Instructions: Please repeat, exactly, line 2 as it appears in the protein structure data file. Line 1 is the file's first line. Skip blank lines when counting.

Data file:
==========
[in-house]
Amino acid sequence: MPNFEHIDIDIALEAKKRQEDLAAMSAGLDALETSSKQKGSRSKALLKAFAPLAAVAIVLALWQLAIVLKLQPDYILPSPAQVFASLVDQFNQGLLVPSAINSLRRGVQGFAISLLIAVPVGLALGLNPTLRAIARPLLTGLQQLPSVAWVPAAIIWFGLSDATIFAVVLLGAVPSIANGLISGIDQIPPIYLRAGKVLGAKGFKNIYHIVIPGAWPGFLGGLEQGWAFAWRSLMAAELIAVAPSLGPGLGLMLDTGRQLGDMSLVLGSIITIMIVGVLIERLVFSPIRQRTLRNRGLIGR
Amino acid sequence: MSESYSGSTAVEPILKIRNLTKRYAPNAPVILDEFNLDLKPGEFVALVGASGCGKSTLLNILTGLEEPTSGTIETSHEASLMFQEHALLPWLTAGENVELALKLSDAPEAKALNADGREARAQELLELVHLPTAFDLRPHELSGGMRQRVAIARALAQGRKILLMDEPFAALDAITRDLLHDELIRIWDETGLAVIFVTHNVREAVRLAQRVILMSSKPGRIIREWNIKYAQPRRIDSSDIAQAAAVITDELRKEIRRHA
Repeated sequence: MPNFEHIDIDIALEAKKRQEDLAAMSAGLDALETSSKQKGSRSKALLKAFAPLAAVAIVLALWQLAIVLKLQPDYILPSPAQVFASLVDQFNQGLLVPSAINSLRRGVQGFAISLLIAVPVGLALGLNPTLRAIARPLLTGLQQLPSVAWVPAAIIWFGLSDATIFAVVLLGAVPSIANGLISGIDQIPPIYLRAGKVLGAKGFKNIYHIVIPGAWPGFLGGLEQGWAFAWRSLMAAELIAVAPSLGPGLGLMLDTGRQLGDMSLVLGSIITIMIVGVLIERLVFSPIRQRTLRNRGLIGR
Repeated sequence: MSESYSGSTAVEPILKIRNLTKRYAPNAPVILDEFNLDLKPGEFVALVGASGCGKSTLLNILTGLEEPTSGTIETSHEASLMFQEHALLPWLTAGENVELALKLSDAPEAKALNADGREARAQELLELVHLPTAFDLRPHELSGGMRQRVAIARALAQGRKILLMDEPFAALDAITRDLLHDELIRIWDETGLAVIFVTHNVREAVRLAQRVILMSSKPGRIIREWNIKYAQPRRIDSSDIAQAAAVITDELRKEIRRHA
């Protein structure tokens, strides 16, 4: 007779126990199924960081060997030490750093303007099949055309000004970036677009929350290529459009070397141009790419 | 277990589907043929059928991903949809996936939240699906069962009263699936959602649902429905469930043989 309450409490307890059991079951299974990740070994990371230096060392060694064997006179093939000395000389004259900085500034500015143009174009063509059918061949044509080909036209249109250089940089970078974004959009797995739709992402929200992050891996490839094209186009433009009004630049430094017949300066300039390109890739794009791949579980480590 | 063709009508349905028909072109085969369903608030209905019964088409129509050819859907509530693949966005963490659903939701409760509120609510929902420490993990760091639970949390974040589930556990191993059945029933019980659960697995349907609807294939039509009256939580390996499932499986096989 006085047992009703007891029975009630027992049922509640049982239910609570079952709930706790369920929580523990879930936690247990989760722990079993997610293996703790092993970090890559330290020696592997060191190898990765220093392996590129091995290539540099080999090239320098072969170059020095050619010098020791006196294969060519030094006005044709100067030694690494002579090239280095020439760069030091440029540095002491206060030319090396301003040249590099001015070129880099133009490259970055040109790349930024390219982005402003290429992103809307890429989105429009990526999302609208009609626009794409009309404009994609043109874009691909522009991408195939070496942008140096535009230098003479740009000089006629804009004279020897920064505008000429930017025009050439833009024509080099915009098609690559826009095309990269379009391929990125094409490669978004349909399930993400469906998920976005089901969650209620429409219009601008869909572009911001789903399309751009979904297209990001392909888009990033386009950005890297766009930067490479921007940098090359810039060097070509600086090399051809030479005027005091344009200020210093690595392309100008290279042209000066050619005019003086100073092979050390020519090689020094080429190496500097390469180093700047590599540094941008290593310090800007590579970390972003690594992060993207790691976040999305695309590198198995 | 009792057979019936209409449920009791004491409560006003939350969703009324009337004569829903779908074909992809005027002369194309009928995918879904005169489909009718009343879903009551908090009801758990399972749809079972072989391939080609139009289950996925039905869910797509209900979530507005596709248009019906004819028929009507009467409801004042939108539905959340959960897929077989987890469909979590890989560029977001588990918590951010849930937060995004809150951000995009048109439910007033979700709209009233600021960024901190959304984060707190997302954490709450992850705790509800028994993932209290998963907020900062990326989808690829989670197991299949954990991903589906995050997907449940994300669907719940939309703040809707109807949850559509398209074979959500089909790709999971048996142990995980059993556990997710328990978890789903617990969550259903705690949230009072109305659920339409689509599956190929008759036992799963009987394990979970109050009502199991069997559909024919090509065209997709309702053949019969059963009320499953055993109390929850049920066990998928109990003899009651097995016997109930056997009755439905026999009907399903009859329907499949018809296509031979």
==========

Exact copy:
Amino acid sequence: MPNFEHIDIDIALEAKKRQEDLAAMSAGLDALETSSKQKGSRSKALLKAFAPLAAVAIVLALWQLAIVLKLQPDYILPSPAQVFASLVDQFNQGLLVPSAINSLRRGVQGFAISLLIAVPVGLALGLNPTLRAIARPLLTGLQQLPSVAWVPAAIIWFGLSDATIFAVVLLGAVPSIANGLISGIDQIPPIYLRAGKVLGAKGFKNIYHIVIPGAWPGFLGGLEQGWAFAWRSLMAAELIAVAPSLGPGLGLMLDTGRQLGDMSLVLGSIITIMIVGVLIERLVFSPIRQRTLRNRGLIGR